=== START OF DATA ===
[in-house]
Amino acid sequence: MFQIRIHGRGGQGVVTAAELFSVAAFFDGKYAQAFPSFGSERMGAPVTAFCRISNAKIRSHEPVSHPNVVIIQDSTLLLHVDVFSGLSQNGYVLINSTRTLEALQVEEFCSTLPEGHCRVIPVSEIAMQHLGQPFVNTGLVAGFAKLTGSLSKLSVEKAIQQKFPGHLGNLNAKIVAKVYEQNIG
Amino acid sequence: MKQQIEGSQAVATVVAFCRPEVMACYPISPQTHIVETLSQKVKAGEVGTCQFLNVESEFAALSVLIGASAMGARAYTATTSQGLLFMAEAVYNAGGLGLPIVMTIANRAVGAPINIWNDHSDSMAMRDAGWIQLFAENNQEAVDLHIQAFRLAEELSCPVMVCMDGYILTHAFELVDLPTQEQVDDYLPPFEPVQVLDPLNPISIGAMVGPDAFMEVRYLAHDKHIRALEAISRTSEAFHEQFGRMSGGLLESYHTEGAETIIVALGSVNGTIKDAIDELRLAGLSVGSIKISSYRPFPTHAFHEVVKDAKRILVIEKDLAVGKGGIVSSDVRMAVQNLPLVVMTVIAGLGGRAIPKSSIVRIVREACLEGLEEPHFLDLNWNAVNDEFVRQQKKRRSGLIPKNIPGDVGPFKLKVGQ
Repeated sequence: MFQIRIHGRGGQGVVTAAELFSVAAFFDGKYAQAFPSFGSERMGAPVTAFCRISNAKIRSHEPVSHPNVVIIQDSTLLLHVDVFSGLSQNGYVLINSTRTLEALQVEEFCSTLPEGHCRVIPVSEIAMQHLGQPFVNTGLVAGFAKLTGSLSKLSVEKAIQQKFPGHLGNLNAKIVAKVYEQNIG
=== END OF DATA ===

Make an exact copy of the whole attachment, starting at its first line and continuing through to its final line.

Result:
[in-house]
Amino acid sequence: MFQIRIHGRGGQGVVTAAELFSVAAFFDGKYAQAFPSFGSERMGAPVTAFCRISNAKIRSHEPVSHPNVVIIQDSTLLLHVDVFSGLSQNGYVLINSTRTLEALQVEEFCSTLPEGHCRVIPVSEIAMQHLGQPFVNTGLVAGFAKLTGSLSKLSVEKAIQQKFPGHLGNLNAKIVAKVYEQNIG
Amino acid sequence: MKQQIEGSQAVATVVAFCRPEVMACYPISPQTHIVETLSQKVKAGEVGTCQFLNVESEFAALSVLIGASAMGARAYTATTSQGLLFMAEAVYNAGGLGLPIVMTIANRAVGAPINIWNDHSDSMAMRDAGWIQLFAENNQEAVDLHIQAFRLAEELSCPVMVCMDGYILTHAFELVDLPTQEQVDDYLPPFEPVQVLDPLNPISIGAMVGPDAFMEVRYLAHDKHIRALEAISRTSEAFHEQFGRMSGGLLESYHTEGAETIIVALGSVNGTIKDAIDELRLAGLSVGSIKISSYRPFPTHAFHEVVKDAKRILVIEKDLAVGKGGIVSSDVRMAVQNLPLVVMTVIAGLGGRAIPKSSIVRIVREACLEGLEEPHFLDLNWNAVNDEFVRQQKKRRSGLIPKNIPGDVGPFKLKVGQ
Repeated sequence: MFQIRIHGRGGQGVVTAAELFSVAAFFDGKYAQAFPSFGSERMGAPVTAFCRISNAKIRSHEPVSHPNVVIIQDSTLLLHVDVFSGLSQNGYVLINSTRTLEALQVEEFCSTLPEGHCRVIPVSEIAMQHLGQPFVNTGLVAGFAKLTGSLSKLSVEKAIQQKFPGHLGNLNAKIVAKVYEQNIG